Tuesday, July 07, 2009

Caritas in Veritate

Pope Benedict XVI's third encyclical letter, Caritas in Veritate — Charity in Truth, was released today. Click here to go to the text of the letter on the Vatican website.

First and foremost, the Latin word caritas, here translated as ‘charity’, really means love. In its highest form, according to Thomas Dubay S.M.: "Love, for the Gospel, is a self-sacrificing, willed concern for and giving to another, even if attraction and feeling are absent, and even if little or nothing is received in return."

Love in truth is important, according to the encyclical, because
“Truth frees charity from the constraints of an emotionalism that deprives it of relational and social content, and of a fideism that deprives it of human and universal breathing-space.”
‘Fideism’ is the erroneous but popular doctrine of ‘faith alone’ which is not informed by reason.
“Truth, by enabling men and women to let go of their subjective opinions and impressions, allows them to move beyond cultural and historical limitations and to come together in the assessment of the value and substance of things... In the present social and cultural context, where there is a widespread tendency to relativize truth, practising charity in truth helps people to understand that adhering to the values of Christianity is not merely useful but essential for building a good society and for true integral human development.”
(Yesterday, Andrew Cusack published an article about Christians in China, where some recognize that the Christian concept of charity is both consonant with Chinese culture and is a firm, even essential, foundation for the reform of its politics.)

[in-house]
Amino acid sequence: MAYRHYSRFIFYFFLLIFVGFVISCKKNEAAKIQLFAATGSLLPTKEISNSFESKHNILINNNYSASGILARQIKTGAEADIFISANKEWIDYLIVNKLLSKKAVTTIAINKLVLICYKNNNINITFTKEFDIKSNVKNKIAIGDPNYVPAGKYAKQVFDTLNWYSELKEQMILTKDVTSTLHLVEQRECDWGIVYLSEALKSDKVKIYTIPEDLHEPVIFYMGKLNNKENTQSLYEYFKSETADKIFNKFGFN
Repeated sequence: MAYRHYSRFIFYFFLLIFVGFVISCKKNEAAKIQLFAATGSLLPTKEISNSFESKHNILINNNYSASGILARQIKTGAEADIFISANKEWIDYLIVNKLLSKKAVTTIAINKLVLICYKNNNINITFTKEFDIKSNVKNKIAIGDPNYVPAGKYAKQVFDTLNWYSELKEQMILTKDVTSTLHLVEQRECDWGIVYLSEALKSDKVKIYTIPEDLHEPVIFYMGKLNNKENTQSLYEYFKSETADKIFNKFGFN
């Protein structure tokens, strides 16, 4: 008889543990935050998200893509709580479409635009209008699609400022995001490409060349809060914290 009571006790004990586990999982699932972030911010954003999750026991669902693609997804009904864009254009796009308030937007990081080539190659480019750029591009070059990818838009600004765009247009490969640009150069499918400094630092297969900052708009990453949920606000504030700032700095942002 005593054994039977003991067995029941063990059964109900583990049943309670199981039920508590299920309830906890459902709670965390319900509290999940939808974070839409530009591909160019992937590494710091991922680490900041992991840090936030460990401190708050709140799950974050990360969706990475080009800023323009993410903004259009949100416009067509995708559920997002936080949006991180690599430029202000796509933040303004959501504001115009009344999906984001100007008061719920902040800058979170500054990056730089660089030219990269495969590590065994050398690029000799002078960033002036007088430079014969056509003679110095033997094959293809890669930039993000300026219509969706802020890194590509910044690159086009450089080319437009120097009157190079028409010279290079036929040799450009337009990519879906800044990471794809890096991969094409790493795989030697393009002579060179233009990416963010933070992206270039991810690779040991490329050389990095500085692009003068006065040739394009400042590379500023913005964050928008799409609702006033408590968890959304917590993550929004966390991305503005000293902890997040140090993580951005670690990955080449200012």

Moral action, revolving around charity and truth, seeks justice and the common good. Justice is the virtue whereby you give to someone that which belongs to them.
“On the one hand, charity demands justice: recognition and respect for the legitimate rights of individuals and peoples. It strives to build the earthly city according to law and justice. On the other hand, charity transcends justice and completes it in the logic of giving and forgiving. The earthly city is promoted not merely by relationships of rights and duties, but to an even greater and more fundamental extent by relationships of gratuitousness, mercy and communion.”
The common good
“ the institutional path — we might also call it the political path — of charity, no less excellent and effective than the kind of charity which encounters the neighbour directly, outside the institutional mediation of the pólis. When animated by charity, commitment to the common good has greater worth than a merely secular and political stand would have.”